however, you shall not: do anything likely to impair, interfere with or damage or cause harm or distress to any persons, or the network; do anything that will infringe any Intellectual Property Rights or other rights of Mondaq or any third party; or use the Website, Services and/or Content otherwise than in accordance with these Terms; use any trade marks or service marks of Mondaq or the Contributors, or do anything which may be seen to take unfair advantage of the reputation and goodwill of Mondaq or the Contributors, or the Website, Services and/or Content.

Mondaq reserves the right, in its sole discretion, to take any action that it deems necessary and appropriate in the event it considers that there is a breach or threatened breach of the Terms.

Mondaq’s Rights and Obligations

Unless otherwise expressly set out to the contrary, nothing in these Terms shall serve to transfer from Mondaq to you, any Intellectual Property Rights owned by and/or licensed to Mondaq and all rights, title and interest in and to such Intellectual Property Rights will remain exclusively with Mondaq and/or its licensors.

Mondaq shall use its reasonable endeavours to make the Website and Services available to you at all times, but we cannot guarantee an uninterrupted and fault free service.

Mondaq reserves the right to make changes to the services and/or the Website or part thereof, from time to time, and we may add, remove, modify and/or vary any elements of features and functionalities of the Website or the services.

Mondaq also reserves the right from time to time to monitor your Use of the Website and/or services.


The Content is general information only. It is not intended to constitute legal advice or seek to be the complete and comprehensive statement of the law, nor is it intended to address your specific requirements or provide advice on which reliance should be placed. Mondaq and/or its Contributors and other suppliers make no representations about the suitability of the information contained in the Content for any purpose. All Content provided "as is" without warranty of any kind. Mondaq and/or its Contributors and other suppliers hereby exclude and disclaim all representations, warranties or guarantees with regard to the Content, including all implied warranties and conditions of merchantability, fitness for a particular purpose, title and non-infringement. To the maximum extent permitted by law, Mondaq expressly excludes all representations, warranties, obligations, and liabilities arising out of or in connection with all Content. In no event shall Mondaq and/or its respective suppliers be liable for any special, indirect or consequential damages or any damages whatsoever resulting from loss of use, data or profits, whether in an action of contract, negligence or other tortious action, arising out of or in connection with the use of the Content or performance of Mondaq’s Services.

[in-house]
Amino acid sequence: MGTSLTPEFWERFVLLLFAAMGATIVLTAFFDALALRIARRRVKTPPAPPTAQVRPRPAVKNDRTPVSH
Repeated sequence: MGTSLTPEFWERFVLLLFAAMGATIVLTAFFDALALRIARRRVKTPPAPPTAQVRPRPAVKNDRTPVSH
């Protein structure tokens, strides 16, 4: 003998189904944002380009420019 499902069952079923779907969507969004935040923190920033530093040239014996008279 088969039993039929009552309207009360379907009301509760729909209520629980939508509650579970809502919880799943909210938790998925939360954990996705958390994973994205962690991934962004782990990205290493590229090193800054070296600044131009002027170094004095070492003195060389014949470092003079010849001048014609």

Mondaq may alter or amend these Terms by amending them on the Website. By continuing to Use the Services and/or the Website after such amendment, you will be deemed to have accepted any amendment to these Terms.

These Terms shall be governed by and construed in accordance with the laws of England and Wales and you irrevocably submit to the exclusive jurisdiction of the courts of England and Wales to settle any dispute which may arise out of or in connection with these Terms. If you live outside the United Kingdom, English law shall apply only to the extent that English law shall not deprive you of any legal protection accorded in accordance with the law of the place where you are habitually resident ("Local Law"). In the event English law deprives you of any legal protection which is accorded to you under Local Law, then these terms shall be governed by Local Law and any dispute or claim arising out of or in connection with these Terms shall be subject to the non-exclusive jurisdiction of the courts where you are habitually resident.

You may print and keep a copy of these Terms, which form the entire agreement between you and Mondaq and supersede any other communications or advertising in respect of the Service and/or the Website.

No delay in exercising or non-exercise by you and/or Mondaq of any of its rights under or in connection with these Terms shall operate as a waiver or release of each of your or Mondaq’s right. Rather, any such waiver or release must be specifically granted in writing signed by the party granting it.

If any part of these Terms is held unenforceable, that part shall be enforced to the maximum extent permissible so as to give effect to the intent of the parties, and the Terms shall continue in full force and effect.

Mondaq shall not incur any liability to you on account of any loss or damage resulting from any delay or failure to perform all or any part of these Terms if such delay or failure is caused, in whole or in part, by events, occurrences, or causes beyond the control of Mondaq. Such events, occurrences or causes will include, without limitation, acts of God, strikes, lockouts, server and network failure, riots, acts of war, earthquakes, fire and explosions.

By clicking Register you state you have read and agree to our Terms and Conditions